Uhuru means freedom in Swahili and there is a highway in Nairobi with this name. My friends are telling me that the current president was called because of the independence of the country happening right when the current president was born.
Later that day they took me to the Nairobi National Park, which is beautiful and the people taking care of the animals are really friendly.
This song in Swahili is stuck in my brain, something about I’ll take you to have coffee at Java House.
We watch the lions (Simba, of course – oh, what a flashback to Nairobi I had later that month in New York, watching the Lion King in Broadway), the monkeys roaming around us free, huge trees, the hyenas (called fisi in the local language Swahili. Funny: the not so reliable men are called fisi by women).
Lunch was in Carnivore (Langata Road), one of the best restaurants in Nairobi and also a events and weddings center.
The perfect place for a carnivore like me. We had Nyama choma, meaning “barbecued meat” in Kiswahili which is Kenya’s unofficial national dish. Also, I tried Ugali, a sort of porridge with not much taste. The monkeys were still jumping free around us, up on the roof and down by the tables, getting in a loud fight from time to time. At the moment a famous national show was being filmed and a random girl I met in the wash room invited me to stay for the show. So friendly and nice!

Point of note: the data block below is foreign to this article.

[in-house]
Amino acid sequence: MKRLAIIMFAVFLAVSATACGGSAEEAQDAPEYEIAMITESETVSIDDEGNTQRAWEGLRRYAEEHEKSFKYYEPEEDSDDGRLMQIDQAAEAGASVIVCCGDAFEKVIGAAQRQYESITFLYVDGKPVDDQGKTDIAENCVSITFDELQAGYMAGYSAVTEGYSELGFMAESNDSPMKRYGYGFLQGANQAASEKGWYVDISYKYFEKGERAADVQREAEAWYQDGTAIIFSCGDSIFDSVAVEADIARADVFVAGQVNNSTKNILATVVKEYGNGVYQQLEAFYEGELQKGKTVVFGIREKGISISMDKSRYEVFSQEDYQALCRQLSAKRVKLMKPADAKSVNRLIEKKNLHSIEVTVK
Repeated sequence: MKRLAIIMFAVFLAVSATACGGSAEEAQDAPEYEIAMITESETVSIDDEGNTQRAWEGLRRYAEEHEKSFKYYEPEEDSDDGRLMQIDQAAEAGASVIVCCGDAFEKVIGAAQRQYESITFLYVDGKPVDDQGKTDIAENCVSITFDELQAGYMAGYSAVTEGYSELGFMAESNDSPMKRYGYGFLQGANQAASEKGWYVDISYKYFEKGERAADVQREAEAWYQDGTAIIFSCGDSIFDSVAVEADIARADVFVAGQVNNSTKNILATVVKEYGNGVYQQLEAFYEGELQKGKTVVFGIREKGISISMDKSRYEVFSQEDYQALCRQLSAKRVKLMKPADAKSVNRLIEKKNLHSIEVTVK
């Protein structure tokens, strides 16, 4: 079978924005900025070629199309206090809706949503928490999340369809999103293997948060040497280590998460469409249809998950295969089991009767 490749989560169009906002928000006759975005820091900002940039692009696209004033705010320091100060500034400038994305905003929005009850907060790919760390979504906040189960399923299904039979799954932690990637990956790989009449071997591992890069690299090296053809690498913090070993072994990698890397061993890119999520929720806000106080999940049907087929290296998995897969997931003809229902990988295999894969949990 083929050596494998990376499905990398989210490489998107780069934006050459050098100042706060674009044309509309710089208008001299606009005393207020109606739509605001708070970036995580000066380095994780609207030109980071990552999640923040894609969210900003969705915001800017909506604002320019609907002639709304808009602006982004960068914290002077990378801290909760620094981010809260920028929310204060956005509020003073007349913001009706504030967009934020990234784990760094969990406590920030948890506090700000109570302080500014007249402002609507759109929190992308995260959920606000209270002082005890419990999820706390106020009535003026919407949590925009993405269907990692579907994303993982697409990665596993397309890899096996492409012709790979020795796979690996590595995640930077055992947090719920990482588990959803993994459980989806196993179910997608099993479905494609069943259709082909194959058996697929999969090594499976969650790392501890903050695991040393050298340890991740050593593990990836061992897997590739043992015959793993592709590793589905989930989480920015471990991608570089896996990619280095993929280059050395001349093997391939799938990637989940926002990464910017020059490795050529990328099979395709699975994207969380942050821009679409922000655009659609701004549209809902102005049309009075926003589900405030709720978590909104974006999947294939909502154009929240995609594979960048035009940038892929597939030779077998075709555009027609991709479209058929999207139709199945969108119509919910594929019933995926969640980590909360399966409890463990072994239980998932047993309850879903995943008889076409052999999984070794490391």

We drove back to my hotel and I got changed in a flashy backless jumpsuit to get ready for the Nairobi nightlife of which I heard it’s excellent. We stopped for a drink in the Intercontinental Safari Bar on the ground floor where the atmosphere was just right, with a band playing Lingala music. Evey now and then I heard the word spy, but it’s normal, this is a five star hotel, where else.
Security is a plus to this hotel. They check the car on the inside and outside, underneath and in the trunk every time you enter the hotel. From the parking lot to the hotel there is a cage like double door that only opens when the other one closes, something which I’ve only seen at the American embassies. Actually, the rumor spread that Obama was going to stay here because of the many exit ways, but it was just a diversion. I told my friend: “Many exits means many entries”. The President ended up staying at the Villa Rosa Kempinski, but that is not certain.
We headed to Westlands, where we stopped at Havana. I love it, simply. It’s my kind of bar, not too fancy with Latin music, locals and foreigners, nothing to bother you. Next to it stands Bacchus, but the music was not my cup of tea, so we returned to Havana. It’s a fun experience, people are drinking outside in the street, standing, moving from one club to another. I drank wine, as usual, but noticed Tusker – Together Forever, the local brew. Guys, beware the “girls”. That’s it! Have fun, Nairobi, it’s a good place to go and a modern capital.3